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From the founders of Baby-Led Weaning: This is the authoritative guide to starting solid foods at your child’s pace—as they start the transition away from breastmilk or formula as early as 6 months—with no stress, no fuss, and no mush!
Ten years ago, Baby-Led Weaning ended the myth that babies need to be spoon-fed purées. In fact, at about six months, most babies are ready to discover solid food for themselves. Today, baby-led weaning (BLW) is a global phenomenon—and this tenth anniversary edition of the definitive guide explains all its benefits:
- Baby participates in family meals right from the start, and learns to love a variety of foods.
- Nutritious milk feedings continue while Baby transitions to solids at his or her own pace.
- By self-feeding, Baby develops hand-eye coordination, chewing skills—and confidence!
About the Author
Gill Rapley, PhD, has studied infant feeding and child development for many years. She worked as a public health nurse for over twenty years and has also been a midwife and a voluntary breastfeeding counselor. She developed the theory of baby-led weaning while studying babies’ developmental readiness for solids as part of her master’s degree and has since been awarded a PhD for research comparing spoon-feeding with self-feeding. Gill lives in Kent, England, with her husband and has three grown children, all of whom tried their best to show her that they didn’t need any help with solid foods.
Tracey Murkett is a writer, journalist, and breastfeeding peer supporter. After following baby-led weaning with her own daughter, she wanted to let other parents know how enjoyable and stress-free mealtimes with babies and young children can be. She lives in London with her partner and their daughter.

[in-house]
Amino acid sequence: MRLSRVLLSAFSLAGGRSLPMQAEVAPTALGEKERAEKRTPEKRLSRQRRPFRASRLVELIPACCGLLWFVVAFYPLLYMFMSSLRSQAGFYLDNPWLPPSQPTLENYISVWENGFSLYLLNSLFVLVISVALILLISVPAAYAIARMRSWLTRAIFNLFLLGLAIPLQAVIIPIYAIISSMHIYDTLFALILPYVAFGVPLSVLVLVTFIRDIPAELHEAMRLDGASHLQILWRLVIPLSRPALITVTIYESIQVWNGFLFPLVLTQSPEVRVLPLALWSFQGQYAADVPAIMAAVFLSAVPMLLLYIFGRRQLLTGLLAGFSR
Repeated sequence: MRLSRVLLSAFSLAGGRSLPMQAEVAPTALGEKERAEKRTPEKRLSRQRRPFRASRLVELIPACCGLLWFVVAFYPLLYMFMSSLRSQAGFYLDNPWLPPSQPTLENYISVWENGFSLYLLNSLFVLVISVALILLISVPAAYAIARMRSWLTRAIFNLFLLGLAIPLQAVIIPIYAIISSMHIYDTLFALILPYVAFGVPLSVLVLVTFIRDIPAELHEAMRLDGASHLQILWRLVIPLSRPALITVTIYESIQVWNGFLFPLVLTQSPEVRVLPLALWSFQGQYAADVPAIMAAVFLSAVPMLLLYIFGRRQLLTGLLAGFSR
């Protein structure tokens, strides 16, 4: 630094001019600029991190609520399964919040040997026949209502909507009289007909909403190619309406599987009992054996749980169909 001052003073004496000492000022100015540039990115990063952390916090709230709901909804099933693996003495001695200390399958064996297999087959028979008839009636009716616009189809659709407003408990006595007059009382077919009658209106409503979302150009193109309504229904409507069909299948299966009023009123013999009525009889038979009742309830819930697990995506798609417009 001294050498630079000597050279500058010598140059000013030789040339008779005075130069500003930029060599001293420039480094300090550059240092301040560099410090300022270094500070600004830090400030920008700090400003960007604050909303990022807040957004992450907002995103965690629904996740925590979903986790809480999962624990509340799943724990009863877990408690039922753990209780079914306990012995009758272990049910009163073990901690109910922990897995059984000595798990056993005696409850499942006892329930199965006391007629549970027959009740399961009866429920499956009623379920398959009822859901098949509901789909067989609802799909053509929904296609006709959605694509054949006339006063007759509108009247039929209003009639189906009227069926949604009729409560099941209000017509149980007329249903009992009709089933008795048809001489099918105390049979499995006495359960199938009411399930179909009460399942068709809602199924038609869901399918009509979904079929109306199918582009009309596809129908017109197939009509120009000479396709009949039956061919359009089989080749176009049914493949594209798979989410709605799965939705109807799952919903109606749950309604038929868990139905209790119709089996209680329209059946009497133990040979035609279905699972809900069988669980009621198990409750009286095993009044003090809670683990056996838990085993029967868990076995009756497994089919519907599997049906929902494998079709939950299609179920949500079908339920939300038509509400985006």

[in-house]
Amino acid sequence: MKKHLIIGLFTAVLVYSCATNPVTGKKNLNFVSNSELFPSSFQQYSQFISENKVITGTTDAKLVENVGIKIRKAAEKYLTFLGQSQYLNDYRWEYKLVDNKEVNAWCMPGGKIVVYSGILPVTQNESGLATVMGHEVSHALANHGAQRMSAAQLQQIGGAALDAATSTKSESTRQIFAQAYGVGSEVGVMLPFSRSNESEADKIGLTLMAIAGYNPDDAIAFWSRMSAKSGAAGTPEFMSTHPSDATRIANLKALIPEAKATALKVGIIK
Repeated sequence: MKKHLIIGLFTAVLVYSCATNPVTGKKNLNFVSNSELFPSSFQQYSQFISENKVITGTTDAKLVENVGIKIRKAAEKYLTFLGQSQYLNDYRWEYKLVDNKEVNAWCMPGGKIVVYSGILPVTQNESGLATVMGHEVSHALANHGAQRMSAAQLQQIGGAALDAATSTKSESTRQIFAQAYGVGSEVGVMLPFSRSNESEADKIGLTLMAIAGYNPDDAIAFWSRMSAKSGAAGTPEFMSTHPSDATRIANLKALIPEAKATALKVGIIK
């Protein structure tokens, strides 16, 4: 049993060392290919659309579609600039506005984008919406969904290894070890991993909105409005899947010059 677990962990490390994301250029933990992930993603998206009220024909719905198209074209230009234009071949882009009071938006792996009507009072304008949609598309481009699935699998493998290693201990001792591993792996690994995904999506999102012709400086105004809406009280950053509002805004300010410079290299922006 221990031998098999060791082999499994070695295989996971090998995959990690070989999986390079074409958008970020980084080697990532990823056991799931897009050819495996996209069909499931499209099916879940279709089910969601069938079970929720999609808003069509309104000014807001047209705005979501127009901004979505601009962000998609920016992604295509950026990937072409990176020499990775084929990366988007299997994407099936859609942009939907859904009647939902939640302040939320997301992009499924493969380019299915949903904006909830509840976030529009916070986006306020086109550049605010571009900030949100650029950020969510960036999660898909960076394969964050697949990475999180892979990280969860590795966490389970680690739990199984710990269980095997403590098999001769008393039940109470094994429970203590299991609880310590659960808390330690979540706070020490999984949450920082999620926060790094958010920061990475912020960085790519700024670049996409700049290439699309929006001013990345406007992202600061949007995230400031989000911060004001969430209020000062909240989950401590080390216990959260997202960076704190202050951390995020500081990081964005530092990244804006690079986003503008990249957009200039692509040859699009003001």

Winner of the National Parenting Publications Awards (NAPPA) Honors Award, 2011
“Baby-led weaning . . . might be the best thing to happen in the high chair since the invention of the bib.”—Parents
“[Rapley and Murkett] encourage parents to forgo the usual baby puree and move straight to whole foods while continuing to breastfeed primarily after a baby is six months old. Their arguments are scientifically sound, especially when it comes to muscle development in the mouth, and they address the anticipated counterarguments. . . . If mine were little again, I would definitely try this. As long as mom is nursing, who says baby can’t eat lamb chops?”—Library Journal
“It sounds like common sense: After all, would you want to be strapped into a high chair and force-fed spoon after spoon of bland vegetables? It’s surely much more exciting to be able to exercise a bit of control over your diet.”—Guardian
“I’ve been telling mothers for years that when babies start grabbing food from the table, they are ready for solids. I had the pleasure of observing this with my own children. What I love about this book is the joy and zest the authors put into parenting, their commonsense approach, and their faith that babies will do the right things for themselves when the time is right. Baby-led weaning is easy, and it makes parenting fun!”—Nikki Lee, RN, MS, IBCLC
“Watching [baby Mirah] respond to the pleasures of ripe tomatoes, curried rice noodles, and all kinds of meats and vegetables has made mealtime a much more enjoyable experience for all three of us. We can tell she is learning through all of her senses. . . . and since we are generally sharing the same meal, I am more likely to make us all something healthy.”—Aimee Pohl, Babble.com
“No purees, no ice cube trays, no food processor, no potato masher . . . just you and your child, eating food that you enjoy . . . [My baby] adored feeding herself while her parents ate their own meals. I can’t even begin to tell you how pleasant it is to eat in a restaurant with your Baby Led Weaning child chomping on a piece of bread and butter or a chunk of cucumber from your salad beside you.”—Aitch, founder of Babyledweaning.com